Juvenile Justice: Why Investing in Trauma-Informed Care for Children Makes Sense

juvenile-justice-reform_old-TVJuvenile Justice Reform and Related News

Adolescent Substance Abuse Treatment and Related News

  • Penn State University researchers argue, based on a study of 24 college students, that people recovering from addiction must learn to deal with stressors in order to be successful. This may seem like something straight out of the Department of the Blindingly Obvious, but here's why it matters: it's not enough to ask addicts to avoid the people or things that stress them out (especially juveniles, who have little control over where they live or with whom): addicts also need to learn and practice coping skills. The principle also applies to non-drug-related criminal behavior. Conditions of probation routinely require teens to stop hanging out with their friends. That's a start, but if you can also give teens more skills for coping with negative feelings like anxiety and stress, they're more liikely to say "no" to drugs and crime.
  • What a difference a friend makes ... That's the title of a new web site launched by the Substance Abuse and Mental Health Services Administration (SAMHSA) to encourage young adults to help their 18-25 year-old friends with mental health issues seek help. According to the site, "[t]he prevalence of serious mental health conditions in this age group is almost double that of the general population, yet young people have the lowest rate of help-seeking behaviors. This group has a high potential to minimize future disability if social acceptance is broadened and they receive the right support and services early on." My guess is that this will also appeal to older teens. (Hat tip to Paul Savery.)
  • Looking for a way to help teens reduce their risk of relapse and increase their resilience? Try this four-week course on "Mindfulness in Addiction Treatment," funded by SAMHSA and co-sponsored by the Addiction Technology Transfer Center of New England. Cost is $60.00; you must register by August 30, 2010; students are eligible to receive credit for up to 8 contact hours from the National Association of Alcoholism and Drug Abuse Counselors (NAADAC). (Hat tip to Jutta Butler at SAMHSA.)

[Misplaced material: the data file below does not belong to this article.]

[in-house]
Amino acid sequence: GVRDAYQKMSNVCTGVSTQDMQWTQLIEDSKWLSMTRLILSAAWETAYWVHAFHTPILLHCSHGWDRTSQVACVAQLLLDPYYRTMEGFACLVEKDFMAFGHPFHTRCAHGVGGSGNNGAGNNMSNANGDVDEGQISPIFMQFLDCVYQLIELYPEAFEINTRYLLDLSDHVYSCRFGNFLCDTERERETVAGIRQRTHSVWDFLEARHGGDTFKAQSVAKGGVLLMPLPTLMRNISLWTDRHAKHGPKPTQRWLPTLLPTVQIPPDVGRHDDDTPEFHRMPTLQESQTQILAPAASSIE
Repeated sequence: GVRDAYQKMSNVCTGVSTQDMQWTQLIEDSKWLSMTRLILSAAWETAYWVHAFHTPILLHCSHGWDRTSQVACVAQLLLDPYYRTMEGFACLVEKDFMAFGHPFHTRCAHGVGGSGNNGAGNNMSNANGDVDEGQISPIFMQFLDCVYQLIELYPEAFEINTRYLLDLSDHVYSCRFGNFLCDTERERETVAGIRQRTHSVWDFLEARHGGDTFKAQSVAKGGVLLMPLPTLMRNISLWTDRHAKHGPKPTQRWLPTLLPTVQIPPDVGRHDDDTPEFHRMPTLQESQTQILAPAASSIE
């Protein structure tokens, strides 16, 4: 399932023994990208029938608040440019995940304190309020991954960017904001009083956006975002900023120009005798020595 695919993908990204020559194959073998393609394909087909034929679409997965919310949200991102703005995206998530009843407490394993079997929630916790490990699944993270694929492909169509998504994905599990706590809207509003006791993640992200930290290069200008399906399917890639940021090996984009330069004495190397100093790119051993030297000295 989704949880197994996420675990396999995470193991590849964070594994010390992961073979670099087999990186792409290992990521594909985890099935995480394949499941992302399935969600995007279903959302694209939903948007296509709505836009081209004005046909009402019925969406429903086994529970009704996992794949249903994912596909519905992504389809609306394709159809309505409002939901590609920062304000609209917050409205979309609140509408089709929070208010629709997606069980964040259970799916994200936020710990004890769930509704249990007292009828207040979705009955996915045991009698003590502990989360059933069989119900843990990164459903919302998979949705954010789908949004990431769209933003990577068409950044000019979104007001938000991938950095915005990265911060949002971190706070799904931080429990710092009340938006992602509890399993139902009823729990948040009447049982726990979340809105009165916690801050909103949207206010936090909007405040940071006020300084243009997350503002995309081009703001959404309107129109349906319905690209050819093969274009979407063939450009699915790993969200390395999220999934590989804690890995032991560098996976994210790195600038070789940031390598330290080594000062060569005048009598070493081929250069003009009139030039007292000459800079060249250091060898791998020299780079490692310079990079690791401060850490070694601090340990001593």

• We've all read stories about how teens are abusing prescription pain medication. Now, the Centers for Disease Control and Prevention (CDC) is calling for "urgent" action to address their misuse by adults and children, according to Join Together. CDC's director says that emergency room visits for abuse of prescription pain meds are "now as common as emergency-department visits for use of illicit drugs." 
  • Use of synthetic marijuana seems to be growing, according to an article in the Washington Post. The drug, also known as "spice" or "K2," is legal, but lawmakers and others have concerns about how it's made, and reports of adverse health effects like extreme paranoia, depression, and seizures. I linked to some coverage of "fake weed" earlier this year (see second bullet), but I still haven't seen any data on how commonly used it is among teens. Nevertheless, the Post does say that reports to poison control centers over K2 have shot up dramatically.


Updated: February 08 2018